5. In 2009, Plaintiff purchased the non-leasing heirs’ interest in the Leslie County tract, vesting him, in his view, with title to the funds formerly held in the CTB account.
Plaintiff seeks judgment, under seven state-law theories, in the amount of the CTB Account funds paid into this Court in 2006 in the Interpleader Action. His Complaint only briefly touches on the Horizon Debtors’ asset sales, as the Defendants’ conduct in the Interpleader Action is the central focus of most of his claims. Specifically, Count 1, “Collection of Royalties,” simply asserts that Plaintiff has title to the CTB Account funds, that any rights of ICG and Lexington Coal are subject to his superior rights, and that Plaintiff is therefore entitled to judgment for the amount of the CTB Account funds paid into Court. Count 6 alleges that LRI breached a contract with the non-leasing heirs, or that the non-leasing heirs were third-party beneficiaries of LRI’s contracts with the leasing heirs, and that ICG and Lexington Coal are liable for LRI’s breaches. Counts 2 through 5 seek damages in the amount of the CTB Account funds for tortious acts that some or all the Defendants allegedly committed in the Interpleader Action:
1. Count 2 alleges that ICG and Lexington Coal unlawfully converted the account funds “when they agreed to divide the proceeds of the Escrow Account,” i.e., when they tendered a proposed agreed judgment in the CTB Interpleader Action. [ECF No. 1-2 ¶ 48.]
2. Count 3 alleges that ICG and Lexington Coal owed a fiduciary duty to the non-leasing, heirs, which they breached by failing to give them notice of the CTB Interpleader Action, failing to conduct a diligent search for the Begley heirs, and converting the account funds.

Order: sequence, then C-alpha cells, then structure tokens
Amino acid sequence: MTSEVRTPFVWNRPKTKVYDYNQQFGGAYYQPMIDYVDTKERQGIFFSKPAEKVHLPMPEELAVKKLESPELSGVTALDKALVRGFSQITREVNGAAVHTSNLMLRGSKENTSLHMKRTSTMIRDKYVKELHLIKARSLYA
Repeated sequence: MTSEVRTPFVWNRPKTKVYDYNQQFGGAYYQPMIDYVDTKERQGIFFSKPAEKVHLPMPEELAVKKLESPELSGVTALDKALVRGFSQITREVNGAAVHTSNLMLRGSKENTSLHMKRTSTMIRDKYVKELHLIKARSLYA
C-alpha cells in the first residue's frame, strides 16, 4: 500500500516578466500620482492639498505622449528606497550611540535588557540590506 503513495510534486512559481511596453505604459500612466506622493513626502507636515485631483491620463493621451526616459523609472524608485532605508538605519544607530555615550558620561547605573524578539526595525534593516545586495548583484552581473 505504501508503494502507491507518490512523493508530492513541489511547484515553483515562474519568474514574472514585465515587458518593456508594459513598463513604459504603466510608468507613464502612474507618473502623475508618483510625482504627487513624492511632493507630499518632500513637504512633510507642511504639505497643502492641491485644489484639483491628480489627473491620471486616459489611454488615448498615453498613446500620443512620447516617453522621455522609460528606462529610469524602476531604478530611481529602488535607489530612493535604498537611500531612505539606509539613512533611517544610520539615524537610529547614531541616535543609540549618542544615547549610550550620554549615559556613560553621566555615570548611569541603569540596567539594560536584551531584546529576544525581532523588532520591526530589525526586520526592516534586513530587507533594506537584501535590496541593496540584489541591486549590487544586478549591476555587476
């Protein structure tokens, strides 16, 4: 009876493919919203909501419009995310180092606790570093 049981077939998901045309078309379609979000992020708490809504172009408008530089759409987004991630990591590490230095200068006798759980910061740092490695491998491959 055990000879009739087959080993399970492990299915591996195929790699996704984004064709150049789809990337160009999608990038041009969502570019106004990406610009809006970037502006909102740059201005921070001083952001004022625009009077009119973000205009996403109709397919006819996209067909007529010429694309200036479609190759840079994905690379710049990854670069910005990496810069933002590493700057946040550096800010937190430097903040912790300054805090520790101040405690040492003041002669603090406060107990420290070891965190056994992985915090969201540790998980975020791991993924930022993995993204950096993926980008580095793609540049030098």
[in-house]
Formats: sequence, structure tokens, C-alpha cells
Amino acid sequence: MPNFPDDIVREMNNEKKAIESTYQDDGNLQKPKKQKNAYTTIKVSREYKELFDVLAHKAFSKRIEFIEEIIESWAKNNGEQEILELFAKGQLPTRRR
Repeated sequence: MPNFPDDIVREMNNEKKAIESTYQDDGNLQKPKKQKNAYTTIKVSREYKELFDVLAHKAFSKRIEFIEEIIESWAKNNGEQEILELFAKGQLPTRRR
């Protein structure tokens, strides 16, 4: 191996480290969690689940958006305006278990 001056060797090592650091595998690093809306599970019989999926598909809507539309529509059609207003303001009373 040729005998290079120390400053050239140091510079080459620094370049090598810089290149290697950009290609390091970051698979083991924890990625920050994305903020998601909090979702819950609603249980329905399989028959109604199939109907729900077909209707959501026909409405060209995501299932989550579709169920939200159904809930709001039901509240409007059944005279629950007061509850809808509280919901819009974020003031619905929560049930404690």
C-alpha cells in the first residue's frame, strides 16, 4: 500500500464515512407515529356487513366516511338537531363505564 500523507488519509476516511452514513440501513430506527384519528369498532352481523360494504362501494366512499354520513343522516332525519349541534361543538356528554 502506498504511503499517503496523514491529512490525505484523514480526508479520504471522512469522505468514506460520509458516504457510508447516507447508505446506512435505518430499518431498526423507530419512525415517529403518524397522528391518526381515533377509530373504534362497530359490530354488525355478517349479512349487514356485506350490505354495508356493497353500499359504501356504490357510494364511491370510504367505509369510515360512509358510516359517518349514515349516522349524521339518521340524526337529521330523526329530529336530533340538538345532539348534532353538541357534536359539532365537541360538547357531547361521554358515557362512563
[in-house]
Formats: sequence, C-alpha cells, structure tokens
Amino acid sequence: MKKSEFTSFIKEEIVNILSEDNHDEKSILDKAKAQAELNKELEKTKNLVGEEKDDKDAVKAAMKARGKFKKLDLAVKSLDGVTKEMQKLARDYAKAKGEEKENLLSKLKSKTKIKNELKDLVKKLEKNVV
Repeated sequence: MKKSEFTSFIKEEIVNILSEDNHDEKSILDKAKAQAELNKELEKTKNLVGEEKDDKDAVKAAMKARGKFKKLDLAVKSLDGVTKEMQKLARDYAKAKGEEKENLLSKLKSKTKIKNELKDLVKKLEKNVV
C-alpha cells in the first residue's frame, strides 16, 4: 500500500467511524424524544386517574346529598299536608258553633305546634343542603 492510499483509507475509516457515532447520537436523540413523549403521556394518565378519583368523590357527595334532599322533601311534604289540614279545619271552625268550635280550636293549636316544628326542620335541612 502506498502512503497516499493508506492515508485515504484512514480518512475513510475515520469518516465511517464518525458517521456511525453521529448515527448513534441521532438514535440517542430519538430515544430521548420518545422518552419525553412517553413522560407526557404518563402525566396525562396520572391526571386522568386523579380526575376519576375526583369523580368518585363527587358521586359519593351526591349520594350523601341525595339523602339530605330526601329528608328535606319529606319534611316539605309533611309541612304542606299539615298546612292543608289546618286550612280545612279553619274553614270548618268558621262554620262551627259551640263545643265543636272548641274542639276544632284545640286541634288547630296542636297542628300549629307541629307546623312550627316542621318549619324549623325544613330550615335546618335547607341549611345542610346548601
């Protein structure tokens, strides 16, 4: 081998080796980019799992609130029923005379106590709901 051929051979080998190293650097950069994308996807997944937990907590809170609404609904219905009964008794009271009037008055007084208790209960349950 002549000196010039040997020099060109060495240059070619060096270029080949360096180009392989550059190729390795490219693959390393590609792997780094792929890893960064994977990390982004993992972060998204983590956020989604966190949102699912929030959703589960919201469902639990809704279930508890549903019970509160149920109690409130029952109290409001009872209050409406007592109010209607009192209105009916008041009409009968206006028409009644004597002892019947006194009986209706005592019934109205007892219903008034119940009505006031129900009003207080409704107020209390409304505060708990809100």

3. Count 4 alleges that all Defendants, including CTB, were negligent in failing to conduct a diligent search for the Begley heirs in the CTB Interpleader Action, representing to this Court that they had conducted a diligent search, and only serving publication notice on the long-deceased Emmit Begley.
4. Count 5 alleges that Defendants made fraudulent and negligent misrepresentations to this Court that they could not determine E. Begley’s identity after a diligent search, and that Defendants intended that “the bankruptcy court[ ] would rely upon such misrepresentations and omissions.” [Id. ¶ 65.]
5. Count 7 claims that ICG and Lexington Coal have been unjustly enriched at the Plaintiff’s expense by obtaining the CTB Account funds in the CTB Interpleader Action.
D. Removal of the State Court Action to Federal Court
The Defendants timely removed the Leslie Circuit Court action to the United States District Court for the Eastern District of Kentucky under the bankruptcy removal statute, 28 U.S.C. § 1452. Defendants asserted that Plaintiff’s suit was related to Debtor’s bankruptcy case and therefore was within the District Court’s bankruptcy jurisdiction. Plaintiff moved the District Court to remand, or in the alternative, to abstain under § 1334’s mandatory abstention provision, which requires abstention in certain related- to non-core matters. 28 U.S.C. § 1334(c)(2). Defendants opposed Plaintiff’s motion.
The District Court denied Plaintiff’s motion to remand, finding that for purposes of deciding the motion to remand, it was only necessary to decide whether Plaintiff’s claims were related to the bankruptcy and were therefore within § 1334(b) jurisdiction. The District Court held that the claims could “conceivably . . . impact the handling and administration of the bankrupt estate” and were therefore related to Debtor’s case and within the District Court’s bankruptcy jurisdiction. Geise v. Cmty. Tr. Bank, 2015 WL 1481618, at *6 (citations omitted) (internal quotation marks omitted). While acknowledging Defendants’ substantial arguments that Plaintiff’s claims were core, the District Court referred the proceeding to this Court, stating: “Having determined that this [District] Court does have subject matter jurisdiction, the Court will refer this case to the bankruptcy court who is better equipped to confront the pending arguments on abstention and to address all further issues as consistent with the referral power in 28 U.S.C. § 157.” Id. at *7.